Reducing Waste and Carbon Pollution
Covanta Energy is supporting Conservation Minnesota’s work to reduce waste, increase recycling, and reduce the pollution that is warming Minnesota’s climate. It is all part of Covanta Energy’s commitment to use the 4 R’s (Reduce, Reuse, Recycle, and Recover) as the hierarchy to manage waste with the best results for our environment.
The waste hierarchy identifies five waste management activities in descending order of preference:
The European Union and the United States Environmental Protection Agency have each concluded that municipal solid waste, if managed according to the waste hierarchy, can help to maximize energy savings and minimize greenhouse gas emissions.
After “Reduce, Reuse, Recycle” we add the fourth “R” to represent the RECOVERY of energy from residual waste, which is preferred over landfill disposal. Using waste as a fuel, Energy-from-Waste (EFW) or Waste-to-Energy (WTE) technology recovers energy from residual waste to generate renewable energy.
About Covanta Energy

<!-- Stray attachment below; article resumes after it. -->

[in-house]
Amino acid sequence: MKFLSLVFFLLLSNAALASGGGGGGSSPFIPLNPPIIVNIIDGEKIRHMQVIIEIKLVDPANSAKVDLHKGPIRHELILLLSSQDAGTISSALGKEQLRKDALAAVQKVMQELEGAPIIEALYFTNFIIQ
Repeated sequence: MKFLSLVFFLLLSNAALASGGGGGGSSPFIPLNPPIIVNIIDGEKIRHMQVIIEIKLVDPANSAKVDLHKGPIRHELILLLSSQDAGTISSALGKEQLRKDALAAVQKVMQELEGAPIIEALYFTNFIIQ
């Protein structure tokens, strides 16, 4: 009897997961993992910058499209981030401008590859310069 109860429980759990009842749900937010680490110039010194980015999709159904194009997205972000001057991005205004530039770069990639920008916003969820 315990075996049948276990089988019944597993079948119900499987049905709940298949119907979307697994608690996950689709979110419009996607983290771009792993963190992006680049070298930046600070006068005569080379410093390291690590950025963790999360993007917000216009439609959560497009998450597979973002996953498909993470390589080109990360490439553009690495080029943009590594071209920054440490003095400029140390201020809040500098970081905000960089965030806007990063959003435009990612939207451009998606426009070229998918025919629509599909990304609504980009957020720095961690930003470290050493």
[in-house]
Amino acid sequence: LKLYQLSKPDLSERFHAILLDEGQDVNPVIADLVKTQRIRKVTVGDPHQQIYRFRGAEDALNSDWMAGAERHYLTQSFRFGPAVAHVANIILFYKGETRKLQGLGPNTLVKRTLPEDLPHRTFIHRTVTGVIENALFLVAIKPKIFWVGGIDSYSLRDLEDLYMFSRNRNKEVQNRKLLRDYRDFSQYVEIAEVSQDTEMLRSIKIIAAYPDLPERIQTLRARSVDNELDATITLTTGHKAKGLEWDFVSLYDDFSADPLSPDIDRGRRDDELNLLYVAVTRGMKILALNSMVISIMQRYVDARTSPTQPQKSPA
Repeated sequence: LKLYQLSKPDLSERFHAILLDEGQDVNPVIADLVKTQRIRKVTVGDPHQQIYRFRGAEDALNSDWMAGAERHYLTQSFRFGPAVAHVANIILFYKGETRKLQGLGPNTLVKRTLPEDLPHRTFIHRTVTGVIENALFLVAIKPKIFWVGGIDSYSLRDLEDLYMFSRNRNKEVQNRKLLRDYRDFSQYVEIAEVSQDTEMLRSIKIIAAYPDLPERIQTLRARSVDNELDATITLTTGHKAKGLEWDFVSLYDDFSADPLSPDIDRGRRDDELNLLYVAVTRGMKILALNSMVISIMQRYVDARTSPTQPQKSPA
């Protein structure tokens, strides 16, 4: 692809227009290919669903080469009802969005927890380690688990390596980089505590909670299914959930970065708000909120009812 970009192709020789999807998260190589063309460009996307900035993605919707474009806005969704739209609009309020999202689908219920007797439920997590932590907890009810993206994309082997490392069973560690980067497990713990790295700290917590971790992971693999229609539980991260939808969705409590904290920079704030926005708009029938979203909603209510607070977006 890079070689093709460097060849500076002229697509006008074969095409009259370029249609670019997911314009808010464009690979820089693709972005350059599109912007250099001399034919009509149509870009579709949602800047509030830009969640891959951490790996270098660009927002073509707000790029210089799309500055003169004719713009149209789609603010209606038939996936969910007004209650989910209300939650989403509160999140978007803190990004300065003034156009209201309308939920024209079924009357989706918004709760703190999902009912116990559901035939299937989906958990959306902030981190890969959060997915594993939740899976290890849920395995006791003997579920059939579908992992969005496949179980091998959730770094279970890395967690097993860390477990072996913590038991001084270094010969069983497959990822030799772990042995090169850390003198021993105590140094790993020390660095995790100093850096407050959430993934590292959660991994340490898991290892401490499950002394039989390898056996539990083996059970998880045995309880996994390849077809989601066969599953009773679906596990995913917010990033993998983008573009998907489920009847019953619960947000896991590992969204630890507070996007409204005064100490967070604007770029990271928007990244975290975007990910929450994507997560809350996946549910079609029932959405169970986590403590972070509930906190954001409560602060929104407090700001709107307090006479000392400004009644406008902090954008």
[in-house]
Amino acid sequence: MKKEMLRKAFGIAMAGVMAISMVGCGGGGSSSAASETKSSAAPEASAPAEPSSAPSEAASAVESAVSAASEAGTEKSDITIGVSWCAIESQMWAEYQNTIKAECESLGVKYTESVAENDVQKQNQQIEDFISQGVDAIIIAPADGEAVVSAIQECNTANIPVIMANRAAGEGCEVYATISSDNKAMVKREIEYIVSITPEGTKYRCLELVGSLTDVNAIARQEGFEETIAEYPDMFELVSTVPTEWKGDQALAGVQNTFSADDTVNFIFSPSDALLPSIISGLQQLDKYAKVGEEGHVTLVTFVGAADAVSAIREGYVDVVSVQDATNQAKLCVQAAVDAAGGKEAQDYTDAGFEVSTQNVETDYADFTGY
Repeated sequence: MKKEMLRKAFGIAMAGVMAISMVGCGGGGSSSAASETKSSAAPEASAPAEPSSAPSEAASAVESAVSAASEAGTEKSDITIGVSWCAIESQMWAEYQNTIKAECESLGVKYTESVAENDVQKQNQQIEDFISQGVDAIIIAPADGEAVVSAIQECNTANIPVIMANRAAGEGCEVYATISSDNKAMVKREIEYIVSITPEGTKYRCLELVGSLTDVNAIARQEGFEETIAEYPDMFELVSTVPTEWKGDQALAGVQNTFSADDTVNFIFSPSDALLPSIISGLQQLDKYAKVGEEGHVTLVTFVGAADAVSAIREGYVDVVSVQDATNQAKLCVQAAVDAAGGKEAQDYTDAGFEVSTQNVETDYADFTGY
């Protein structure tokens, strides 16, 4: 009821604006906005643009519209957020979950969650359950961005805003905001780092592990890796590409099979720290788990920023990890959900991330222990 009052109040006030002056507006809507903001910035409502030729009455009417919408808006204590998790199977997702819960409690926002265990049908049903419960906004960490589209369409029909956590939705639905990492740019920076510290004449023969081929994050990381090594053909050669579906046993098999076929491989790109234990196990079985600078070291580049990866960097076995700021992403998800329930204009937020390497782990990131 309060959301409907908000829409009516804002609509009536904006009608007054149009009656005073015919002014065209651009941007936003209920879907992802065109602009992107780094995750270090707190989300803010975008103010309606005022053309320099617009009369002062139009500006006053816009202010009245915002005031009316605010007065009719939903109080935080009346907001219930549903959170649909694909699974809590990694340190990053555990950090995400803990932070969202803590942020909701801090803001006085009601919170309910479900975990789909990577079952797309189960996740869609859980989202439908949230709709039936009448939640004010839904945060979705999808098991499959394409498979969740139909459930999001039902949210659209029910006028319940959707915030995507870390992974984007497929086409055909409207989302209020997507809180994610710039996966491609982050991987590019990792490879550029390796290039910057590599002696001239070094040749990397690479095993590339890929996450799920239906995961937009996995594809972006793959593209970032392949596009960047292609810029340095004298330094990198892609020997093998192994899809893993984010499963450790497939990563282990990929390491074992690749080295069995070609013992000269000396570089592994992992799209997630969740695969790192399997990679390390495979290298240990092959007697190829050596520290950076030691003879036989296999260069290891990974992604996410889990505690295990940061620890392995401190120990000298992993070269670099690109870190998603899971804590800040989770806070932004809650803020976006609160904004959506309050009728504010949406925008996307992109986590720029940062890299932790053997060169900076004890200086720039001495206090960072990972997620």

Covanta Energy operates the HERC energy-from-waste facility in downtown Minneapolis (next to Target Field) provides enough energy to power 24,000 homes. Energy-from-Waste plants, like the HERC facility, are specially engineered to safely process garbage using combustion chambers and turbine engines that work together to convert steam into electricity. This electricity is captured and sent into the grid.
Energy-from-waste complements recycling and is a better option than sending garbage to landfills.
- The HERC facility pulls over 11 tons of metals out of the garbage it receives every year and sends it to recyclers.
- The energy produced by each ton of garbage helps us save ¼ ton of coal and 1 barrel of oil, helping to reduce our use of carbon-emitting fossil fuels
- Energy-from-Waste actually helps reduce Greenhouse Gas emissions by not sending garbage to landfills, where it pumps methane into the air. Methane is a greenhouse gas (GHG), which is mostly emitted from decomposing waste in U.S. landfills. It has more than 20 times the potency of carbon dioxide and is ranked as a dangerous contributor to climate change.